Music and memories -
Hey Hi Hello by Annie Nightingale
As a dj and broadcaster on radio, tv and the live music scene, Annie Nightingale has always been in tune with the nation's taste, and in her new memoir Hey Hi Hello she digs deep into her crate of memories, experiences and encounters to deliver an account of a life lived on the frontiers of pop cultural innovation. Littered with names and events you'll be oh-so familiar with, this is a candid and warm memoir, and sure to be on the wish list of many music-lovers.
Here you can read an exclusive extract
Song Contest, Anyone?
Put on your own song festival ? Well, why not ? A competition to see who can write and arrange the best song, words and music, with a star to sing it, a clutch of musical experts to judge ?
Eurovision had been going since 1956, really an exercise in overseas outside-broadcasting skill and panache, among the EBU (European Broadcast Union) countries. Their theme or signature tune has always sounded like some creaky Ruritanian national anthem. Fill of pomp and self-importance, and very, very dated. But kinda cutesy quaint at the same time.
The idea had begun inspired in Italy, ‘land of song’, especially popular in the 1950s with ‘Volare’, and Americanised versions such as ‘Ciao, ciao bambina’. Italy still has a pop chart with more indigenous hits than any other European country.
It all began with a song festival in Sorrento. And another, further north in San Remo, a seaside town on the Riviera near to the French border, where their song festival continues to this day.
I’d been sent to San Remo in my early days as a TV presenter, the year that Dusty Springfield took part. I met and was photographed with almost all the international stars taking part, from Gene Pitney to Petula Clark and Timi Yuro. The event was really for the benefit of songwriters and music publishers, to sell their wares, as much as for the stars who sang the songs.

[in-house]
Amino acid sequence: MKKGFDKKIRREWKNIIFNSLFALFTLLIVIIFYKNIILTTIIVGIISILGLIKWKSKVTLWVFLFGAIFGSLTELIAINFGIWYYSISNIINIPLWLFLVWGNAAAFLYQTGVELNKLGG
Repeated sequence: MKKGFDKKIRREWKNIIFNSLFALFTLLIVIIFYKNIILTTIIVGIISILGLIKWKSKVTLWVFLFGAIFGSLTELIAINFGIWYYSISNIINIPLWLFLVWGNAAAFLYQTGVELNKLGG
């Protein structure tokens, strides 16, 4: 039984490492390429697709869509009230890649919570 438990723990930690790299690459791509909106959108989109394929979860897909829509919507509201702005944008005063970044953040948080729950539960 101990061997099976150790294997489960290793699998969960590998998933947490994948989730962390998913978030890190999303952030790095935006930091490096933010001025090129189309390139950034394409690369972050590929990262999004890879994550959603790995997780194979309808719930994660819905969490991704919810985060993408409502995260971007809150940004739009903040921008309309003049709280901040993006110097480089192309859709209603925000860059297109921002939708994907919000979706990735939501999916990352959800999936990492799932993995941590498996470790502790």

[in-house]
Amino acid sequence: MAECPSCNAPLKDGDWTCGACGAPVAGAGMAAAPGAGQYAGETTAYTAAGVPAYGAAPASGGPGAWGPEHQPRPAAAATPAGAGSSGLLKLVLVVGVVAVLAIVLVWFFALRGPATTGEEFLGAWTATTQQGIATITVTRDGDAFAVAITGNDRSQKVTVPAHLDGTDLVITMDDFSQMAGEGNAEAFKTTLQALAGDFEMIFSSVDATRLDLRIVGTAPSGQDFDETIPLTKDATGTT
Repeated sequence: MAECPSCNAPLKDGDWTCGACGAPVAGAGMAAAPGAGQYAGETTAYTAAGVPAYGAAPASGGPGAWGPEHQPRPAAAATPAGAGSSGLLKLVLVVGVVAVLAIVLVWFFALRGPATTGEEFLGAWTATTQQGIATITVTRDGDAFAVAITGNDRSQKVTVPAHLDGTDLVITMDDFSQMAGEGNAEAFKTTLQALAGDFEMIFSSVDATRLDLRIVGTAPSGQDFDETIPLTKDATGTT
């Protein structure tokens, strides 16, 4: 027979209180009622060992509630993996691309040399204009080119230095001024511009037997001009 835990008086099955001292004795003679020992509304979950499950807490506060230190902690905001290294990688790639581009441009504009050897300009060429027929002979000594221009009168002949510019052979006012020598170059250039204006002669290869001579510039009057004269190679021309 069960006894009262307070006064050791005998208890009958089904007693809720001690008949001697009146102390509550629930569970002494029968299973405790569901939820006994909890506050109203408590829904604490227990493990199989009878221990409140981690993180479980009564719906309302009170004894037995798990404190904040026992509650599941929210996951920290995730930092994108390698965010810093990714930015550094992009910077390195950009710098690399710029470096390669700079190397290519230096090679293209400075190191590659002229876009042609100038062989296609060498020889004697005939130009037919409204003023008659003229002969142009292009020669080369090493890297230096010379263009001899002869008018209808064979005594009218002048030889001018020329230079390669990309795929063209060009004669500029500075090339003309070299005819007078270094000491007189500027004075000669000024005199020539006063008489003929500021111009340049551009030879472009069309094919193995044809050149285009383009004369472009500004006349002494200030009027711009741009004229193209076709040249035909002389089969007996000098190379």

So . . . thought Associated-Rediffusion, the TV company that had created Ready Steady Go ! . . . let’s do our own version, a British song festival, right here in the UK, on ITV (as the BBC has the rights to broadcast the Eurovision version).
And it was decided that the British Song Festival would be held in my adopted hometown of Brighton.
It was, it’s safe to say, an unmitigated disaster.
Rules of entry got, er, bent, so that one song had already been performed in public. The event had been organised by middle-aged music publishers, hoping to have winning hits with old-fashioned ballads. But the teenage audience were more into screaming for the then pop heartthrobs such as Billy J. Kramer (of the Dakotas) and Paul Jones of Manfred Mann.
I was a co-host but was always unclear what my role was to be. Actually no one had any idea what anyone else was supposed to be doing. It was live and had never been attempted before.
I shared a dressing room with Marianne Faithfull, though hardly saw her there at all. She was newly pregnant and being hotly pursued by the intrepid Daily Express showbiz reporter Judith Simons, known to all as Fag Ash Lil on account of her equally intrepid chain-smoking habit. There was a drama a day, with tantrums, storm-outs and disqualifications.
I had to make a ‘promo film’ trailer for the event to camera, poised aboard Volk’s Electric Railway, clattering along on the beach front in a bright-yellow painted miniature train that ran – still does – a mile from Black Rock to the Aquarium and Palace Pier. I had to deliver my lines between stops, no retakes possible, and could not screw up.